Needless to say, I think all the hours of watching other people may have rubbed off a little bit!

Learning by osmosis maybe?

I was a bit wobbly — certainly not up to the standard of the amazing YouTubers — but I really, really enjoyed it.

I think I may have found a new favourite hobby ;)

*husband runs away and hides*

Ta-daah! Iced sugar skull cookies — done.

How to make sugar skull biscuits
My sugar skull biscuits — or ‘most’ of them (I ate quite a few) ;)

Print and Save For Later

Yield: 16

Iced Sugar Skull Cookies

Iced Sugar Skull Cookies

The perfect spooky Halloween treat. These Iced Sugar Skull Cookies look a million dollars and taste ghoulishly great!

Prep Time 1 hour
Cook Time 12 minutes
Total Time 1 hour 12 minutes

Ingredients

  • FOR THE BISCUITS
  • 200g plain flour
  • ½ teaspoon baking powder
  • half a teaspoon ground ginger
  • ½ teaspoon cinnamon
  • half a teaspoon mixed spice
  • 100g salted butter softened and diced
  • 50g black treacle
  • FOR THE ROYAL ICING
  • 450g icing sugar
  • 1 egg white
  • 1 teaspoon of lemon juice
  • Water
  • Food colouring gels

Instructions

    FOR THE BISCUITS

    1. Preheat the oven to 170C/150C fan/gas 3 before you begin making your iced sugar skull cookies or when ready to cook. I made 14 skulls — plus a tester biscuit!

    2. Sift the flour, baking powder and all the spices into a mixing bowl. Add the sugar and mix well.

    3. Add the butter. Using just the tips of your fingers, rub the ingredients together until they resemble fine breadcrumbs.

    4 When all the butter is evenly mixed in, make a well in the centre and add the treacle. Bring the mixture together to form a soft dough, combining lightly until it has an even colour with not too many streaks of treacle. (I did this bit in the Kitchenaid to avoid handling it).

    Lightly form into a ball.

    5. Divide into two and squash it into two even-sized flattish discs.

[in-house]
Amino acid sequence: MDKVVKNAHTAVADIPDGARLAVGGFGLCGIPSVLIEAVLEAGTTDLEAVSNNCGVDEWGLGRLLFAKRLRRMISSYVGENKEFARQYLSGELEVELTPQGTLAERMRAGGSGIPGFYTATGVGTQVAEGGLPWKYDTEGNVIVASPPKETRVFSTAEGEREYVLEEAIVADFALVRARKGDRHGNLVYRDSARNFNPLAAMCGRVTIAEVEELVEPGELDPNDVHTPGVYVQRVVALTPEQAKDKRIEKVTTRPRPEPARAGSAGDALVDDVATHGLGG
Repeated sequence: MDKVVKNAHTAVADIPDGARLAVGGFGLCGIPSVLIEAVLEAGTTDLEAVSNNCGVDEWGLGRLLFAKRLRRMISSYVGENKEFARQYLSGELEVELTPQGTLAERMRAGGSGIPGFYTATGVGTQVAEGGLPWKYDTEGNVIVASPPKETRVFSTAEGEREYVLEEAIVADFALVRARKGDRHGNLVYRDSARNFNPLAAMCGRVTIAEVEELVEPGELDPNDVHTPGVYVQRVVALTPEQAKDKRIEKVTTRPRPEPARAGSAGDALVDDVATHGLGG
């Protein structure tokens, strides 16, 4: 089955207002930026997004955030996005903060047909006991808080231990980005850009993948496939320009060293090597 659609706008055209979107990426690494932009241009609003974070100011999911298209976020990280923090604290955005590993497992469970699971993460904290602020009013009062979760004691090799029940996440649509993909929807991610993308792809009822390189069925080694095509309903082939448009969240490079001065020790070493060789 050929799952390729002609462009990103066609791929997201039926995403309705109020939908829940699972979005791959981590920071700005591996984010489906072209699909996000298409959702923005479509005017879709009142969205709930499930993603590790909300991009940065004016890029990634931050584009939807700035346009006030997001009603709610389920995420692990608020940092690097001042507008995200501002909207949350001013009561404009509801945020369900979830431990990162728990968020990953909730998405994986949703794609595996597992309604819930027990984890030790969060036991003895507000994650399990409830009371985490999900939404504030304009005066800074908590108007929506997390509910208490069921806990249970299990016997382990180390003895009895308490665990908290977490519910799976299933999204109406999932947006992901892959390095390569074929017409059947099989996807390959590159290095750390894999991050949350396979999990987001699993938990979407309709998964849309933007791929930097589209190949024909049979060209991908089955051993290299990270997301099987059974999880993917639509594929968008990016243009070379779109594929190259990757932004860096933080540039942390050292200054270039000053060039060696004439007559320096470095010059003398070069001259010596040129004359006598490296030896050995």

6. Place one disc of dough on a sheet of baking parchment. Begin by gently squashing the dough down with the rolling pin or your hands, cover with a second sheet of parchment then use the rolling pin to roll properly. If the top sheet crinkles, just peel it off, smooth it down gently and start rolling again.

    Gently roll the dough until it is 5mm thick all over.

    7. Transfer the sheet of rolled dough, still sandwiched between its parchment, to a baking tray and place in the fridge to chill for at least 20-30 minutes before cutting. Repeat the process with the rest of the dough.

    8. Using your cutter — I bought mine from here plus some disposable piping bags for icing — cut out the biscuits as close together as possible, lifting each one on to a parchment-covered baking tray and making sure that they are not too close together, as the dough will spread a little on baking.

    9. Evenly space the trays in the oven and cook for 12-16 minutes, depending on your oven. Keep a close eye on the first couple of batches you cook until you get used to the recipes and your oven*.

    This was good advice for me — mine cooked in just 10 minutes in our AGA. In fact, a couple of the edges were a little charred — have already made a note for next time!

    FOR THE ICING

    1. Beat the egg white with an electric whisk or mixer until it goes frothy.

    2. Then add the lemon juice, followed by the sifted icing sugar spoon by spoon, on a high speed until you have the desired consistency.

    3. I make my lining icing the consistency of toothpaste. You can add a little water to make sure you have the right consistency.

    4. Add your food colouring and mix well. Then you're good to go!

    5. Firstly, I pipe a line around the edge of the biscuit first — then leave to dry for 10 minutes. To flood the background of the biscuits, water your icing down with a little water. This will make it much easier to work with.

    When the backgrounds are totally dry (leave these overnight if you have time) you can start piping the patterns on the top with more lining icing.

Notes

I make my lining icing the consistency of toothpaste and the flood icing the consistency of single cream.

Nutrition Information

Yield

16

Serving Size

1

Amount Per Serving Calories 225Total Fat 6gSaturated Fat 4gTrans Fat 0gUnsaturated Fat 2gCholesterol 14mgSodium 87mgCarbohydrates 41gFiber 0gSugar 29gProtein 2g

Calculations was calculated by Nutritionix and is approximate

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About Caro Davies

Caro Davies art directed fashion and interiors before leaving the world of design to pursue a career in social media. She can now be found chasing the light — and two small twin boys.